CA Core CPI | November 18, 2016 | Currency News
CA Core CPI is likely a high impact release for Canada and considering Trump presidency in the U.S. would drive down crude prices, CAD’s long-term outlook is definitely not looking good…
Here´s the forecast:
8:30am CA Core CPI m/m Forecast 0.3% Previous 0.2%
DEVIATION: 0.3% (BUY CAD 0.6% / SELL CAD 0.0%)
The Trade Plan
The Core CPI report will be released today and our deviation for this release, based on a historical track record, around 0.3%. Therefore, look for tradable figures of 0.0% or worse to SELL CAD, or a 0.6% or better to BUY CAD.
Keep in mind to look for an after-news retracement trade for this release. I´ll wait for the release, then the initial market move, and wait for a decent retracement before jumping in. For more information on my trading methods: https://www.currencynewstrading.com/how-to-get-started-with-news-trading/
I’d recommend to use the Recommended Pairs from above as they are based on my CSM, which should provide the best combination of currency pairs to trade based on better/worse news… of course, you can also trade the default pair: USDCAD.
Outlook score is derived from market sentiment, focus, and economic indicators for the currency. It represents the long-term trend of the currency and its market perception. In short, a strong Outlook Score means more long-term demand for the currency, and a weak Outlook Score is the opposite.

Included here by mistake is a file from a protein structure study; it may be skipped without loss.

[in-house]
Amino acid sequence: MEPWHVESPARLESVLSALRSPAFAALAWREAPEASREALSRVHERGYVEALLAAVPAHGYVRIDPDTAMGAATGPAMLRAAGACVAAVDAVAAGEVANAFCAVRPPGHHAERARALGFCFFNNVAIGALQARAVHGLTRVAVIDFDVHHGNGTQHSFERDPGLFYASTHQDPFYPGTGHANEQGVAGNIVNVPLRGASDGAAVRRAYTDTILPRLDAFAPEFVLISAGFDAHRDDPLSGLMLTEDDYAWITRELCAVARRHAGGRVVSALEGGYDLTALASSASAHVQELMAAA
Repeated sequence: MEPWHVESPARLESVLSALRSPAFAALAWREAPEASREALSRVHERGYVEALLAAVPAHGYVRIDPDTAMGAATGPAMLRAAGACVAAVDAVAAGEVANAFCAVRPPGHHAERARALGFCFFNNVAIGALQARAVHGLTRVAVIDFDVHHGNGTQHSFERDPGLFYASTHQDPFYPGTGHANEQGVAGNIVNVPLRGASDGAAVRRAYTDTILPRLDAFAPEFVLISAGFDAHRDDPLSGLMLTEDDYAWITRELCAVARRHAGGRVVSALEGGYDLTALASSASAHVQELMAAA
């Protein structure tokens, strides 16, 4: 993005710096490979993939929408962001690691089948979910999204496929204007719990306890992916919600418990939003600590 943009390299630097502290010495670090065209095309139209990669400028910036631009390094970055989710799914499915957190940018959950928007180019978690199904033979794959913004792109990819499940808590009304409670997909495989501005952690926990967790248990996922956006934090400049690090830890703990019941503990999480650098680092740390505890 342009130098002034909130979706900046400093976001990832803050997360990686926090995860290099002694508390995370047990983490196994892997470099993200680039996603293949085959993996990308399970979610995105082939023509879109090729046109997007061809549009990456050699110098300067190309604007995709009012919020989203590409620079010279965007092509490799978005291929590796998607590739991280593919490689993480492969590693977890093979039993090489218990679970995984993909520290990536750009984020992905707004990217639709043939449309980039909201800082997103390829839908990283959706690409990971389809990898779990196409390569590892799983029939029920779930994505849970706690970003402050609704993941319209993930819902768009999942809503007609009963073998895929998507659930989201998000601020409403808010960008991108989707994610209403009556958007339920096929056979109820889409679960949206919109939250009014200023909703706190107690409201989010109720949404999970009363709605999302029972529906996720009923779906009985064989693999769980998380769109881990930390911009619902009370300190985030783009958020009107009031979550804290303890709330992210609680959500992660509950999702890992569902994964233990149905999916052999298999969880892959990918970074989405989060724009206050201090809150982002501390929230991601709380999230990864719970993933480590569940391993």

“CPI, Consumer Price Index, is a statistical estimate of the movement of the prices of goods and services bought for consumption purposes by households. Its computation uses price data collected for a sample of goods and services from a sample of sales outlets in a sample of locations for a sample of times and estimates of the shares of the different expenditures in the total covered by the index which are usually based upon expenditure data obtained for sampled periods from a sample of households (Wikipedia).” It is also known as the “True Cost of Living”.
Our focus is on the Core CPI or CPI ex Energy and Food components, which provides a better picture of inflation without the seasonal factor.